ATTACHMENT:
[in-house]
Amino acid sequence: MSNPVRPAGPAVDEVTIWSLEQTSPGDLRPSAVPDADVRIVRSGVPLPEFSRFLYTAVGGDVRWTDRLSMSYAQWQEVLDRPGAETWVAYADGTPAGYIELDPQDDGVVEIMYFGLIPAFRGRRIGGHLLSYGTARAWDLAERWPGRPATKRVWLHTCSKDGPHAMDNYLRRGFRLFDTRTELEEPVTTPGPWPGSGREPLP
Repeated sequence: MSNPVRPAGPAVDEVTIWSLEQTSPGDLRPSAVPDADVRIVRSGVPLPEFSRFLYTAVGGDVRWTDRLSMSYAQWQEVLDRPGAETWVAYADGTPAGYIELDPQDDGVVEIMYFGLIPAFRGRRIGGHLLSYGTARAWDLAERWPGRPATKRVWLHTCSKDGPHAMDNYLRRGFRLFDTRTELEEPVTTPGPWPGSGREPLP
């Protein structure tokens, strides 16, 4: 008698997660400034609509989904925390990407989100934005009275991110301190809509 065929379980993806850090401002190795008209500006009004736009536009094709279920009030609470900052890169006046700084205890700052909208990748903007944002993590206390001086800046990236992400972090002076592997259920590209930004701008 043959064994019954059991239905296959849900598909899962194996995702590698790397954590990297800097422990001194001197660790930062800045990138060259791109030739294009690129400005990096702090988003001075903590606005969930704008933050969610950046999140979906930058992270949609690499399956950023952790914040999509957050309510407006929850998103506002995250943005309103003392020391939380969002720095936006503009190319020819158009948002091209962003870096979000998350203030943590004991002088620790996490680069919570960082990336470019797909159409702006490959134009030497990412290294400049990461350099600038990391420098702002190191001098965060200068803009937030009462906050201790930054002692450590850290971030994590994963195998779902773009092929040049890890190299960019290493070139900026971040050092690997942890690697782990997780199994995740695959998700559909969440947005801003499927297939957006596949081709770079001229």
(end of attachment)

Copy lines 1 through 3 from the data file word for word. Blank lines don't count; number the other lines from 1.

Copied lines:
[in-house]
Amino acid sequence: MSNPVRPAGPAVDEVTIWSLEQTSPGDLRPSAVPDADVRIVRSGVPLPEFSRFLYTAVGGDVRWTDRLSMSYAQWQEVLDRPGAETWVAYADGTPAGYIELDPQDDGVVEIMYFGLIPAFRGRRIGGHLLSYGTARAWDLAERWPGRPATKRVWLHTCSKDGPHAMDNYLRRGFRLFDTRTELEEPVTTPGPWPGSGREPLP
Repeated sequence: MSNPVRPAGPAVDEVTIWSLEQTSPGDLRPSAVPDADVRIVRSGVPLPEFSRFLYTAVGGDVRWTDRLSMSYAQWQEVLDRPGAETWVAYADGTPAGYIELDPQDDGVVEIMYFGLIPAFRGRRIGGHLLSYGTARAWDLAERWPGRPATKRVWLHTCSKDGPHAMDNYLRRGFRLFDTRTELEEPVTTPGPWPGSGREPLP